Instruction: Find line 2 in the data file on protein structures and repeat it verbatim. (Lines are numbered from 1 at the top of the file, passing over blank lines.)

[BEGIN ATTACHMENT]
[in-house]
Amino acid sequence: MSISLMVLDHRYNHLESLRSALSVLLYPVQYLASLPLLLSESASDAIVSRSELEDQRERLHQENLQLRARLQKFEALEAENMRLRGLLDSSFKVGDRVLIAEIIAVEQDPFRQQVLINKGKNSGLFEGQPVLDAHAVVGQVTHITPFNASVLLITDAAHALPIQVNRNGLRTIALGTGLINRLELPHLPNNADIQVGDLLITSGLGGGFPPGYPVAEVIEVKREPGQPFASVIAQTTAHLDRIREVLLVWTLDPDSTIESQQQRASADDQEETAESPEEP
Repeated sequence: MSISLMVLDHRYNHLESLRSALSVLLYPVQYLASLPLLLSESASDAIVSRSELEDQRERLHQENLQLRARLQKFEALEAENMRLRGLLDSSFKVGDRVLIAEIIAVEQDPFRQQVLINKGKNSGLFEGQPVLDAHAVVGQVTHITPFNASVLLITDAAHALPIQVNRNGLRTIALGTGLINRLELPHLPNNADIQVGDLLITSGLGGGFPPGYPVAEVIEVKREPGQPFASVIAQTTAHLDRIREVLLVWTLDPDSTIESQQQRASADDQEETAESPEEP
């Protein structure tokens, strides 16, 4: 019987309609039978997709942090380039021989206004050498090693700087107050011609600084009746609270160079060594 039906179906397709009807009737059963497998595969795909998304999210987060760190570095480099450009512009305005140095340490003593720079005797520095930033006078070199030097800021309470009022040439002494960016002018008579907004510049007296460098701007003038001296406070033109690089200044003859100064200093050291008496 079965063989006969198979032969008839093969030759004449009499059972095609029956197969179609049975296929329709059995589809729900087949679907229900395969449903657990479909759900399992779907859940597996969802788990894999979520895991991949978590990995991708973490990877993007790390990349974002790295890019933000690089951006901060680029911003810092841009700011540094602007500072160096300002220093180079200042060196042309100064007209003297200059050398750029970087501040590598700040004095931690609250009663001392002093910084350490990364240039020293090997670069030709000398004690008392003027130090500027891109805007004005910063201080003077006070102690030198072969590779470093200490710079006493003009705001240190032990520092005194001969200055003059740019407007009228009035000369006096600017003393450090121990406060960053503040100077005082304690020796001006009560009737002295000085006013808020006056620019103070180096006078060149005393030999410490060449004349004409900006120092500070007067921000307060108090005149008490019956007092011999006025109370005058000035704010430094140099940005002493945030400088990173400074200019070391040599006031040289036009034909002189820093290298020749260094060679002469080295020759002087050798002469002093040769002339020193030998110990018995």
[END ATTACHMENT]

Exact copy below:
Amino acid sequence: MSISLMVLDHRYNHLESLRSALSVLLYPVQYLASLPLLLSESASDAIVSRSELEDQRERLHQENLQLRARLQKFEALEAENMRLRGLLDSSFKVGDRVLIAEIIAVEQDPFRQQVLINKGKNSGLFEGQPVLDAHAVVGQVTHITPFNASVLLITDAAHALPIQVNRNGLRTIALGTGLINRLELPHLPNNADIQVGDLLITSGLGGGFPPGYPVAEVIEVKREPGQPFASVIAQTTAHLDRIREVLLVWTLDPDSTIESQQQRASADDQEETAESPEEP